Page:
Terry McLaughlin: Don’t use tech to rearrange your life
Harvey Mackay, the author of “Swim With the Sharks Without Being Eaten Alive,” tells a story about how he bought a small envelope company in 1960, a time when he could not imagine a world where people just turned on a computer and clicked a button to pay their electric bill, balance their bank statement, or send a message to a friend or colleague. He could not imagine a time when rather than signing a contract and dropping it in the mail, a contract could be signed digitally and returned electronically within minutes. He had not anticipated the future, and neither had many of his competitors. Had he read Daniel Burrus’ book “The Anticipatory Organization,” he might have considered investing in the developing computer industry.
“Organizations of all types and sizes have traditionally relied on their ability to react as quickly as possible to shifting challenges, the demands of the marketplace and other types of disruptions,” Burros says in his book. “That’s often referred to as agility.” But he asserts that agility alone is not enough. “Would you rather have merely reacted as quickly as possible as change took place,” he asks, “or anticipated it and crafted well-thought-out plans to take advantage of its game-changing opportunities?”
Burris tells about the introduction of the iPhone, saying that when reporters asked the CEO of Blackberry Ltd. if he was worried about a threat to his business, he responded that he didn’t think anyone would want to watch a video on a phone and could not imagine the appeal of such a small screen. That may seem laughable to us today since, as of November 2018, more than 2.2 billion iPhones had been sold worldwide.
When you look to the future with an anticipatory mindset, rather than focusing on what your competitors are doing, you look for those things that are not being done. Only four companies that were on the Fortune 500 top 10 list twenty years ago remained on the list last year. Apple and Amazon are on the current list, but they were not there ten years ago. Computers, cellphones, and bookstores existed during that time frame, but many of them did not anticipate the looming trends, and therefore were unable to adapt rapidly enough to prosper.
In Harvey Mackay’s example, envelopes seemed to be a safe commodity in 1960. Then fax machines (remember those?) emerged and created a threat to paper transactions and mailings, followed by emailing, then texting, then automatic bill paying. All of those technological advances, followed by the decline of direct mail and the popularity of online purchasing, cut further into the envelope and paper industry, forcing it to reinvent itself time and time again.
But Daniel Burrus emphasizes that whether in business or social transactions “all the technology in the world is secondary to interaction between people — constructive, trust-based interaction. Without that, what good is the most amazing technology?”
Technology is both a curse and a blessing in today’s society. We can accomplish, with amazing speed and accuracy, things we never imagined even ten years ago. Production and communication can occur at an accelerated pace. We can furnish an entire house with the click of a button, with everything delivered directly to our door. We can plan an entire vacation — air travel, hotel, rental car, dinner reservations, sightseeing — booked and paid for on our laptop computer without leaving home. We can communicate with someone halfway around the world in real time using some version of Skype or Facetime. We can choose to be constantly “connected” — but at the same time, we can use technology as an excuse to isolate ourselves.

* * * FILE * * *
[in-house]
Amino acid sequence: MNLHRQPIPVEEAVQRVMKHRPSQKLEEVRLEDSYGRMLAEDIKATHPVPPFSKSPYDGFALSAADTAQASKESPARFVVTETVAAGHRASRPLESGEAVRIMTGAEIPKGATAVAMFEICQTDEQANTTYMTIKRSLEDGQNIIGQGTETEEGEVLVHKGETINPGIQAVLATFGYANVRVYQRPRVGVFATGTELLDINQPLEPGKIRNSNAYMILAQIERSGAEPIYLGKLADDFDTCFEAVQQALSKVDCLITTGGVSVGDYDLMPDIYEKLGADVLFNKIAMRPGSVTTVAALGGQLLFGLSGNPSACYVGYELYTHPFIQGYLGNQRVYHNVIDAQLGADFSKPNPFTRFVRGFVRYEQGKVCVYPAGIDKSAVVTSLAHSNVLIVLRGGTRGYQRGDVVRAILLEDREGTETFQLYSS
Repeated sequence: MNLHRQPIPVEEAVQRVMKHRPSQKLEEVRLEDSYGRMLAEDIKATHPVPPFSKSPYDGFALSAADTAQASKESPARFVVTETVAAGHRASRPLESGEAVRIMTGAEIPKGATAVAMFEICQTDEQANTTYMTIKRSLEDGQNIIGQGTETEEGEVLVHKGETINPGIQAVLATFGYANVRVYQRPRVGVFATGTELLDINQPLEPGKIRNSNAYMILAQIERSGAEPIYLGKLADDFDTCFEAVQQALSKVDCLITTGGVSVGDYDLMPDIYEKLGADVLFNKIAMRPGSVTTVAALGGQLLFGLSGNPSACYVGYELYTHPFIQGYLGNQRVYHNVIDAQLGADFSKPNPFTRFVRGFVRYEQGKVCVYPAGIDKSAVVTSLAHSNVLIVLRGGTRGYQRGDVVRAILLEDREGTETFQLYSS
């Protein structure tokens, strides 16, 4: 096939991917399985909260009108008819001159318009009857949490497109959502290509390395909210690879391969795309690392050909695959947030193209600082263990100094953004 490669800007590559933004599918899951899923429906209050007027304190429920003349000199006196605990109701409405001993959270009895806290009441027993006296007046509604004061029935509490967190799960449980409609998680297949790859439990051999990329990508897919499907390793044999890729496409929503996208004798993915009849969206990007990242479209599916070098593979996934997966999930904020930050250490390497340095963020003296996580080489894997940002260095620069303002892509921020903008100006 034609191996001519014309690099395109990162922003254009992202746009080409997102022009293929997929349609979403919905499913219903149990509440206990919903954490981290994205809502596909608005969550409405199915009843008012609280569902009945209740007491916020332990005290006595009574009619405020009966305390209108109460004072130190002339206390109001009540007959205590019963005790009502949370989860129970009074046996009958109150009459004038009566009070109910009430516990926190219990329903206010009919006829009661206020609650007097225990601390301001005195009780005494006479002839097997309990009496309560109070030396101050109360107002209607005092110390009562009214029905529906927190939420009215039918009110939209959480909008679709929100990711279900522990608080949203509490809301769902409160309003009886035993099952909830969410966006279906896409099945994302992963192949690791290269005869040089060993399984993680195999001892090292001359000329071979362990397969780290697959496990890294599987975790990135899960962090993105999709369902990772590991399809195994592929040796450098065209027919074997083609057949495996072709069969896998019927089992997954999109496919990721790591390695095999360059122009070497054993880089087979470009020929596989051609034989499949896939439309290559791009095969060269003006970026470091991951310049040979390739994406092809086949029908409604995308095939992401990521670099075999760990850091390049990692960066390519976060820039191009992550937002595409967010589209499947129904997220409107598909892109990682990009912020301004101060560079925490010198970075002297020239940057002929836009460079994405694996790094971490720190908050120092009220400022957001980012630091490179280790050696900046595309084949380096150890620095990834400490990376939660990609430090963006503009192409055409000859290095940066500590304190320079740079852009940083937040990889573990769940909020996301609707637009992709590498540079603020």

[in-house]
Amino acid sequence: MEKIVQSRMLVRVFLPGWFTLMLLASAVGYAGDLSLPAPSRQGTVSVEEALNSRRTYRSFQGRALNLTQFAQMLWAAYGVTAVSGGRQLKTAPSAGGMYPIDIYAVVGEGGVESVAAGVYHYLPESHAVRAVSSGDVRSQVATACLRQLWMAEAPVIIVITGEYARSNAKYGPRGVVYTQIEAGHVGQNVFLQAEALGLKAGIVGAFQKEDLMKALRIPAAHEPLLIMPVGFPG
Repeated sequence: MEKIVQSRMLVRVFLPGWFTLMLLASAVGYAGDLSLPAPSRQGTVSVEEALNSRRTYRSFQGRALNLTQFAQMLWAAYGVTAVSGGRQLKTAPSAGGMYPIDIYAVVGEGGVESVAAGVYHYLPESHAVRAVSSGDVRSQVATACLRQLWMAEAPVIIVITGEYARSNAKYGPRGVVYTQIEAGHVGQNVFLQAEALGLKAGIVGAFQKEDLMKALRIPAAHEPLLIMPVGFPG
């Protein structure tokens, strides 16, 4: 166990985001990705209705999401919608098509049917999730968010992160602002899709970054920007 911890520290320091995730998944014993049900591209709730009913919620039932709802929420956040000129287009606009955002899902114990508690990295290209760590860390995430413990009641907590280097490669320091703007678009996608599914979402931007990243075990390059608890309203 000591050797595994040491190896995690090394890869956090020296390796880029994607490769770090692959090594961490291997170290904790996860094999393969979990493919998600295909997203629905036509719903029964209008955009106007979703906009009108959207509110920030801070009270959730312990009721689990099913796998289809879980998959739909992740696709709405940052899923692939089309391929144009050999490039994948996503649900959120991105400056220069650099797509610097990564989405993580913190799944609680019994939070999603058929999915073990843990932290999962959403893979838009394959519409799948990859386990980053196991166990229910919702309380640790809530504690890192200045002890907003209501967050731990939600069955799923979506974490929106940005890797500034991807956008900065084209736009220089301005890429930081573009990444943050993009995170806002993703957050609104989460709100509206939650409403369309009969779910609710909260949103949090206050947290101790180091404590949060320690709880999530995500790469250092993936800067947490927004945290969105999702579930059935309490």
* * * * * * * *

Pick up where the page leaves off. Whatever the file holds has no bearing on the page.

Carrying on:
On Christmas day in 2015, a visitor from the Midwest was walking along Sunset Cliffs in San Diego. I attended elementary school in this area, and know first-hand that the view of the ocean from Sunset Cliffs is breathtaking. Rather than absorbing the beauty of the day and his surroundings, this visitor’s attention was directed entirely on his smart phone. In this picture-perfect location, he chose to be in the virtual world, rather than the physical one. As a result, this 33-year-old father of one walked over the edge of the cliff and fell sixty feet to his death.
Fifty-eight years before this tragedy occurred, Swiss playwright and novelist Max Frisch (1911-1991) observed the patterns and types of behavior that would eventually result in texting while driving, or walking off a cliff while staring at a hand-held device. In his 1957 novel “Homo Faber” Frisch describes technology as “the knack of arranging the world so that we need not experience it.”
We are just beginning a new year and a new decade. Technological advances are occurring at an astronomically rapid rate. While there is no reason not to take advantage of the time and labor-saving devices, programs and “apps” available to us, we should all make a focused and dedicated effort to experience the real world and the real people in our lives. 2020 vision can be achieved by looking up from the phone or device in your hand and absorbing and celebrating the beautiful landscape and the beautiful people right in front of you. Delight in the real world — don’t use technology to “arrange the world so that you need not experience it!”
Terry McLaughlin, who lives in Nevada City, writes a twice monthly column for The Union. Write to her at email@example.com.
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